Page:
A teenager and toddler have developed an unbreakable bond after undergoing life-saving surgeries that left the pair sharing parts of the same liver.
Kendall Haverty, 17, and 11-month-old Ava Danhoff may not be related by blood, but the girls consider each other “liver sisters,” their families shared with SWNS.
“I feel like her and Kendall are going to be friends for life,” Ava’s mother, Michelle Danhoff, 28, said.
Both girls were on the transplant list and desperately in need of a life-saving new liver when a donor who was a mutual match passed away, the news agency reported.
Kendall and Ava underwent a combined 12 hours of surgery at Lurie Children’s Hospital in Chicago, where doctors gave 70 percent of the organ to the teen and 30 percent to the baby.
The procedures, which were performed in adjacent operating rooms, have left Kendall and Ava feeling like new.
“Before I was in a lot of pain and swelling and I never had the energy to do anything,” Kendall said.
Since she was 11, Kendall battled autoimmune hepatitis, a chronic liver disease that she initially controlled with medication.
Two years later, doctors discovered that the teen also had primary biliary cirrhosis, a condition where her bile ducts were slowly destroyed. The disease turned her skin and eyes yellow and caused severe joint pain, stomach discomfort and spleen swelling.
Ava was also in dire need of a transplant.
“Before the transplant, Ava was so weak and she couldn't even hold her head up,” her mother said. “They told us that if she didn’t have treatment she would die. My heart sank. It was a time crunch and I immediately panicked.”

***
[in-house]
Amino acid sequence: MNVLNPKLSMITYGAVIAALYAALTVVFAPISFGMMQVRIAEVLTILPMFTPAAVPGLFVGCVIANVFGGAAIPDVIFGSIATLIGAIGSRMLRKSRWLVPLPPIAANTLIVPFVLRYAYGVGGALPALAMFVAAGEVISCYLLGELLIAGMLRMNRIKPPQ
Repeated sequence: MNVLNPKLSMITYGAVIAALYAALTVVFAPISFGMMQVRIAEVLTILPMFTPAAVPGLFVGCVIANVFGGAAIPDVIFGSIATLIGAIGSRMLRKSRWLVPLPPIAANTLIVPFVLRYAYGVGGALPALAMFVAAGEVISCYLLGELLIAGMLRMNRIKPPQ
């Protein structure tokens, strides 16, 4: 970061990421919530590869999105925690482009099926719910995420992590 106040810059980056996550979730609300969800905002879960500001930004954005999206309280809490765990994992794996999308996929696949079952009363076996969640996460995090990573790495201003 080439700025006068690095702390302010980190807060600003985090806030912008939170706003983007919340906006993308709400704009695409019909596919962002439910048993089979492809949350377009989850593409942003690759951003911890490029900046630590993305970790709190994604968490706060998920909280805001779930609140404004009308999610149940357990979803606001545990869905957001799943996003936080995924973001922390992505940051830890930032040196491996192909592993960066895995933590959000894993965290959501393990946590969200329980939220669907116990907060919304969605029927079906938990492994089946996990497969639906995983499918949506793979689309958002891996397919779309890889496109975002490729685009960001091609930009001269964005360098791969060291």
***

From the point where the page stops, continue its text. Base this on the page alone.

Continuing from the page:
On Aug. 3, the families of both girls were notified that a potential liver had become available.
“They said a little baby only needed part of the liver and it would be a perfect size for Kendall to have the rest,” Kendall’s mother, Kerrie, told SWNS.
The girls’ families said their daughters showed improvement almost immediately after their liver transplants.
“When Kendall woke up after the surgery it was absolutely amazing to me that I looked into her eyes and they were white again,” Kerrie said.
Kendall agreed, saying: “Now I'm pretty much back to normal and I'm feeling so positive about the future.”
The teen is now looking forward and hopes to study phlebotomy in college.
Like her older “liver sister,” Ava immediately saw a change in her condition following the much-needed surgery.
“Now she is crawling, walking and eating,” Michelle said. “It's amazing. You would never know she has been through what she has been through.”
The pair met three days after their surgeries and their families now talk regularly. They even coordinate the girls’ follow-up appointments so they can support each other.
"It’s made such a huge difference to both of us, and it's just crazy to think that someone’s liver is inside both of our bodies,” Kendall said.
Doctors at the hospital also noted how unique Kendall and Ava’s situation was.
“There are not enough organs to go around and many patients die while waiting,” said Dr. Saeed Mohammad, assistant professor of pediatrics. “So it is remarkable that we were able to split this liver and treat two people."
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